|Run With The Horsemen
Little Porter Osborne, Jr. grew up on a farm in Georgia where the people own the land and the land, in turn, owns the people. In the novel, Run with the Horsemen, Porter fights his way through adolescence and the depression, learning more about life every day from the big boys under the tree at lunch. Ferrol Sams is able to portray a realistic account of life on a farm during the depression by using humor, dialect, and vivid imagery.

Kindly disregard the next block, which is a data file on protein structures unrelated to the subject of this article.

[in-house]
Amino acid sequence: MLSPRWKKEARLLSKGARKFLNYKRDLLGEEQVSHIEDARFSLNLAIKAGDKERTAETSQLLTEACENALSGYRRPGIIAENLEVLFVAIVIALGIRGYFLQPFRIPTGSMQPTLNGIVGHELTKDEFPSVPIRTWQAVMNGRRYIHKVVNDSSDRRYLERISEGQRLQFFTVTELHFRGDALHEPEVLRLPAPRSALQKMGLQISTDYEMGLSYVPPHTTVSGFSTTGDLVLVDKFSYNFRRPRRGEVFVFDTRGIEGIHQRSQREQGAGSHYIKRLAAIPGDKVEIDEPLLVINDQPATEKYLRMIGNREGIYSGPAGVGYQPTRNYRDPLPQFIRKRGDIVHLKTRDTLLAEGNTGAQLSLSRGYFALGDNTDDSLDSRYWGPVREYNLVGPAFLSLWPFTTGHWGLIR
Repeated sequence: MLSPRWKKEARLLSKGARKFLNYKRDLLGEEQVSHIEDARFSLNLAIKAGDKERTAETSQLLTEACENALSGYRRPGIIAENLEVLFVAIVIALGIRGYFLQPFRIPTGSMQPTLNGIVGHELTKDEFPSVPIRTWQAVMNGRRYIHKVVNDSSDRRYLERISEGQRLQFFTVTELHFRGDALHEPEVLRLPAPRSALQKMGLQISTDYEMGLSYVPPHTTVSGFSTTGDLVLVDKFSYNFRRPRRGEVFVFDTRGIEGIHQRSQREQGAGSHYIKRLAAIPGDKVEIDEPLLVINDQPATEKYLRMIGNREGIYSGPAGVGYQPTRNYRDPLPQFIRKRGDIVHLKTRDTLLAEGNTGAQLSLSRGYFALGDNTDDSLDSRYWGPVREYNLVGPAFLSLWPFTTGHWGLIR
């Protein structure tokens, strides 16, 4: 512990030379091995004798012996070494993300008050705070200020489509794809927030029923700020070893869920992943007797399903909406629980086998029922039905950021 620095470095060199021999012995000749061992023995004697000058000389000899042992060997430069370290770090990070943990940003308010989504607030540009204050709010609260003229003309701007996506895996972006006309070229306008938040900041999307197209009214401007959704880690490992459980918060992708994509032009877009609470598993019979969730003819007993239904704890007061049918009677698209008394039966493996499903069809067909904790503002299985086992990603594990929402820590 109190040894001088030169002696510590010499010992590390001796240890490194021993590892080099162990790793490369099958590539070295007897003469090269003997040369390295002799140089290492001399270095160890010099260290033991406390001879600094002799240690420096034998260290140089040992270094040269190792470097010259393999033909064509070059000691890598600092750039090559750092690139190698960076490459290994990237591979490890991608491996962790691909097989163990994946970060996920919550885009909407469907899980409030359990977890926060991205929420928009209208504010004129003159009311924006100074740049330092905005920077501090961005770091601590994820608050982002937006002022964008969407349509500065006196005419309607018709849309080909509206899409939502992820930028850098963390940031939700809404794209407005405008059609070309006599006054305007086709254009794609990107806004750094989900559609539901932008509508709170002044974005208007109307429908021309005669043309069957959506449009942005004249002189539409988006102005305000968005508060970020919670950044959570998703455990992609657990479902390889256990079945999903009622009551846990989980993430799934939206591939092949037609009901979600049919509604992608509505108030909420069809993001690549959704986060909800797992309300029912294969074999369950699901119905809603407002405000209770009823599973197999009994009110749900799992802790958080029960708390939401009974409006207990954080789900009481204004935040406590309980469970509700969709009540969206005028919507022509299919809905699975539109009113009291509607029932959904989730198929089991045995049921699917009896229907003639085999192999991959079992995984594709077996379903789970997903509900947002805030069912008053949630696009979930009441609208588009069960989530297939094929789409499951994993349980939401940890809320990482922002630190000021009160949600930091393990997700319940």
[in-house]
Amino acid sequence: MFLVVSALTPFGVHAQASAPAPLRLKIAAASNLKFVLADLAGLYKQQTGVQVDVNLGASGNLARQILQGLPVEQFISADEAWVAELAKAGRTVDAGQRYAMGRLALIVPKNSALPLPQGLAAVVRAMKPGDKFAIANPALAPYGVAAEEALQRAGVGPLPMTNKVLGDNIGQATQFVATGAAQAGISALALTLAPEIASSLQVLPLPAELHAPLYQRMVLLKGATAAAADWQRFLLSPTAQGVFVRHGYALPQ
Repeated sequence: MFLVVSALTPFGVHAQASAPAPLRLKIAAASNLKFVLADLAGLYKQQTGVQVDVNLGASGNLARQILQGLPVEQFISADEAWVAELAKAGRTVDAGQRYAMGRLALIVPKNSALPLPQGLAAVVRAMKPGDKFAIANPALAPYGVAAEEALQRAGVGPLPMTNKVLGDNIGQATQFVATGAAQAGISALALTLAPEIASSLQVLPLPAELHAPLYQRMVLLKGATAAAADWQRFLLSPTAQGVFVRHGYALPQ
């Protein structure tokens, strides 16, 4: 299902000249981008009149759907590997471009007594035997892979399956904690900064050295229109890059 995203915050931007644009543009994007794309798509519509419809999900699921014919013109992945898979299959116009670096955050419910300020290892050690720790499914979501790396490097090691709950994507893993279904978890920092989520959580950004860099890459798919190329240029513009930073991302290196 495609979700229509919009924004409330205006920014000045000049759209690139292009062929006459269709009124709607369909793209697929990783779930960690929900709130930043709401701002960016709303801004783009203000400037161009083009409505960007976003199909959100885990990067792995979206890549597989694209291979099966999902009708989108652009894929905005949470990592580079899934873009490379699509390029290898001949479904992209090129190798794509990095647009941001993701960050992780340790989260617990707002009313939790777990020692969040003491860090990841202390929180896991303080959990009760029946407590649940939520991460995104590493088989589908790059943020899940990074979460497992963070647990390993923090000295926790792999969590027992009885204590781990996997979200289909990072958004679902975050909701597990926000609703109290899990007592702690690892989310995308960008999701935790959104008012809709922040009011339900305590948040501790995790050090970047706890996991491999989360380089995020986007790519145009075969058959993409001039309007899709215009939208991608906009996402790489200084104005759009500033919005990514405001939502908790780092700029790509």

Humor is used throughout the book to keep the reader interested in what would otherwise be a boring story of hard work and hard times. The boring and tedious act of plowing is turned into a dangerous, yet humorous, occurrence when a release of methane gas from the mule was met by a match that Porter happened to be holding in close proximity to the rear of the animal. This resulted in a flame that “hissed and crackled and had long, feathery projections on the upper side of it, and it kept on and on and on and was altoget...